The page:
Jewish Athletes Discuss Antisemitism in Sports After Kyrie Irving Suspension


Courtesy of CNN

NBA star Kyrie Irving dribbles the ball on the court.

Last week, NBA star Kyrie Irving was suspended indefinitely by the Brooklyn Nets for promoting an antisemitic film on his Twitter account then refusing to condemn antisemitism and declining to apologize. As a result, some have criticized the Nets for taking nearly a week to act. Despite the NBA’s continual efforts to make social justice a bigger part of their brand, NBA star Charles Barkley said that “the league dropped the ball.”

Most know that Asians face discrimination in athletics due to the model minority myth and that Black and Brown communities have less access due to systemic racism in the U.S. However, antisemitism in sports is often overlooked.
College fourth-year Oliver Ripps, men’s basketball manager and sports fanatic, said that although he has never been discriminated against in athletics for being Jewish, he is aware of prevalent stereotypes.

“There’s a stereotype that Jews are bad at sports, but it’s personally never made me feel like I couldn’t participate in athletics anywhere that I’ve been,” he said.

Unlike Ripps, first-year women’s soccer player Sydney Epstein has experienced antisemitism in athletics. Growing up in Indiana, a state with many rural communities, Epstein also had to be cognizant about concealing aspects of her Jewish identity.

“Many antisemitic tropes and stereotypes have been used to describe me or my Jewish teammates,” she said. “Whenever we would travel for sports, I would have to be very aware about things, like if I was wearing my [Star of David] necklace or anything identifiably Jewish. Having to hide at times things that make me more noticeably Jewish was definitely hard and has shaped my Jewish identity a lot.”

While Epstein doesn’t necessarily believe that the Jewish community has less access to athletics than others, she wants awareness about the limitations they face.

“In high school, many times sectionals were scheduled on high holy days — the holiest days in the Jewish calendar — so I had to pick between my commitment to my sport and team or to my synagogue and family,” she said. “One of my best friends in high school had to miss every Friday night and Saturday morning game for her sport so she could attend Shabbat services.”

Similar to Epstein, third-year football player Jack Diskin has experienced discrimination in football and often had to choose between sports and religion, especially throughout his childhood.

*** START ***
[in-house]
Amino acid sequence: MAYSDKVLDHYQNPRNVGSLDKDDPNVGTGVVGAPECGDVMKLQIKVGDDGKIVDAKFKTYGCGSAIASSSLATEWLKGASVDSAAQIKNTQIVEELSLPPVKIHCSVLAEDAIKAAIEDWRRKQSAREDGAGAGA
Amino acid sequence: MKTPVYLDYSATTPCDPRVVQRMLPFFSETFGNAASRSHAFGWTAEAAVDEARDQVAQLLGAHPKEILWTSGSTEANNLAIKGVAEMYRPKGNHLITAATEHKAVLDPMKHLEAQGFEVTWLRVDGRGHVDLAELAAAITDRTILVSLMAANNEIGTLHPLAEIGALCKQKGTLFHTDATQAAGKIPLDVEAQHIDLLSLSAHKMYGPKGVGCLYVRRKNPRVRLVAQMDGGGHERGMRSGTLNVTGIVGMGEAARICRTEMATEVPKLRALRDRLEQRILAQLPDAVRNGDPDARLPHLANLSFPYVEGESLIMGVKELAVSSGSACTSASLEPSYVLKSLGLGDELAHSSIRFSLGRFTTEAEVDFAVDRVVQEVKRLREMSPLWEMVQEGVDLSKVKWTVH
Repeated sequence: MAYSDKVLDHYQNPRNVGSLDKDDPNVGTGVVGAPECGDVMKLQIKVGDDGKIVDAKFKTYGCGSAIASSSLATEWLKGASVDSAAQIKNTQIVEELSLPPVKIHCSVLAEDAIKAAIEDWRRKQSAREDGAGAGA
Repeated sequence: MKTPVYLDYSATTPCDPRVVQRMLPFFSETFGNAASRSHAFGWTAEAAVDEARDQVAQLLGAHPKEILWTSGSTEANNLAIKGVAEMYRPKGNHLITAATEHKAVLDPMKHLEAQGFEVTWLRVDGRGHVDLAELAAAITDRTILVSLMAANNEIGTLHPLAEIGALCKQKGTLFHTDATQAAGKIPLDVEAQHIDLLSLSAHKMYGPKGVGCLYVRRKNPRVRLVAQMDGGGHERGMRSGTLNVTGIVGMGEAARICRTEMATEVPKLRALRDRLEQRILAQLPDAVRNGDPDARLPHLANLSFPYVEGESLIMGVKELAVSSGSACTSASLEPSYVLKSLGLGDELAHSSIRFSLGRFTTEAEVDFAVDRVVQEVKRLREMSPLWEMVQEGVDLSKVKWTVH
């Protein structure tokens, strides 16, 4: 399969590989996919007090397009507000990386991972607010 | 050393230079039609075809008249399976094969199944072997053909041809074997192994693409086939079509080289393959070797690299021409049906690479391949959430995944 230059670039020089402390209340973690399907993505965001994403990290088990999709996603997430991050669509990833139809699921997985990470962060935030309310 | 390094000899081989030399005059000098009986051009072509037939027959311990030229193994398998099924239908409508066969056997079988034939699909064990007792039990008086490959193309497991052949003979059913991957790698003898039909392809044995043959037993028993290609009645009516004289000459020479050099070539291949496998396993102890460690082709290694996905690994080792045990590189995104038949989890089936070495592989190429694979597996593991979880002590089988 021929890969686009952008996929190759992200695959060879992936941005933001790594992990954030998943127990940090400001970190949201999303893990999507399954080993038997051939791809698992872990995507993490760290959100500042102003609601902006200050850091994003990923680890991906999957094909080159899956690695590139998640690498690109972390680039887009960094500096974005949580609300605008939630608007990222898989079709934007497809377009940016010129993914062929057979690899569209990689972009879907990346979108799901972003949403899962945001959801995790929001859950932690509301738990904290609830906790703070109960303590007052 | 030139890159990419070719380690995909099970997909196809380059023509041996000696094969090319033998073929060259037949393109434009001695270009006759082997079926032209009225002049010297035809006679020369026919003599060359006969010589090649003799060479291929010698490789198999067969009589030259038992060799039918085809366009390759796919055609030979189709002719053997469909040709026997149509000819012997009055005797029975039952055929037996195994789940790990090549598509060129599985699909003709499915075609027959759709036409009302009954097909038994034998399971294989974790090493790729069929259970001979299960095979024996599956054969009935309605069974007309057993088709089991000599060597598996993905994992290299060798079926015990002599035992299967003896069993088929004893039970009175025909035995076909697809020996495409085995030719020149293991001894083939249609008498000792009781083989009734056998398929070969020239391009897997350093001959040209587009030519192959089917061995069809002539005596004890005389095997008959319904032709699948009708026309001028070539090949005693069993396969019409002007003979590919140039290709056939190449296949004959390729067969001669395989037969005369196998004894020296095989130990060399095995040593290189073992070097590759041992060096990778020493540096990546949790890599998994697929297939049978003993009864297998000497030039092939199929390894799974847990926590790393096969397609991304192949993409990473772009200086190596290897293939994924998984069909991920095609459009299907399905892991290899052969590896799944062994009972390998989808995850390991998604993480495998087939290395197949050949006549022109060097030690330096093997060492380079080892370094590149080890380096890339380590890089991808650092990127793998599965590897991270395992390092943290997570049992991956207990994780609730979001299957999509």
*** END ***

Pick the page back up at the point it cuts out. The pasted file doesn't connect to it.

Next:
“All through high school, [antisemitism] was something I had to deal with from friends and teammates — it became so persistent I eventually became numb to it and just ignored what was said,” Diskin said. “I wasn’t able to play football until an older age because my parents weren’t okay with our games being played on Saturdays. I grew up in a pretty religious household, and throughout most of my childhood, Saturdays were a sacred day — the Sabbath — where we wouldn’t do work. It’s said in the Torah that Saturdays are the day of rest. Once I was a bit older, it became hard for my family to maintain a strictly religious household, [so] I was able to actually play football.”

Fourth-year baseball catcher John Schooner said that he hasn’t experienced harmful antisemitic behavior in sports, but he knows it exists and believes that Jewish athletes can feel excluded because the athletics community is predominately Christian.

“There’s a ton of religious imagery in sports today, but the vast majority of it is Christian: players coming together to pray before or after games, wearing crosses,” he said. “I don’t see it as an issue necessarily, but it definitely creates boundaries to some extent that end up leaving Jews — or any other minority religious group — on the outside.”

The news about Kyrie Irving has left Epstein feeling disheartened, but she is glad that the public is condemning him for his actions.

“I am glad that many are taking a stand against him in the league and calling him out for what he’s done,” she said. “There is a lot of growth and learning on his part that needs to be done. The number one thing that can be done about antisemitism is education. Just learning about Judaism and the culture prevents stereotypes and tropes spreading, as well as showing that there are more commonalities than differences between Jews and non-Jews.”

Ripps is encouraged by increased representation in professional and collegiate sports. He highlighted the rise of Yeshiva University’s basketball team and Ryan Turell as the team’s star athlete, and believes that this kind of visibility will inspire future generations of Jewish athletes.

“Seeing an athlete like Ryan Turell — who is an Orthodox Jew playing in the G league — shows that anything is possible,” he said. “The way the Pistons affiliate has accommodated his religious needs shows that sports are learning how to support practicing Jews. … Whenever people come together over sports, it’s always wonderful to see.”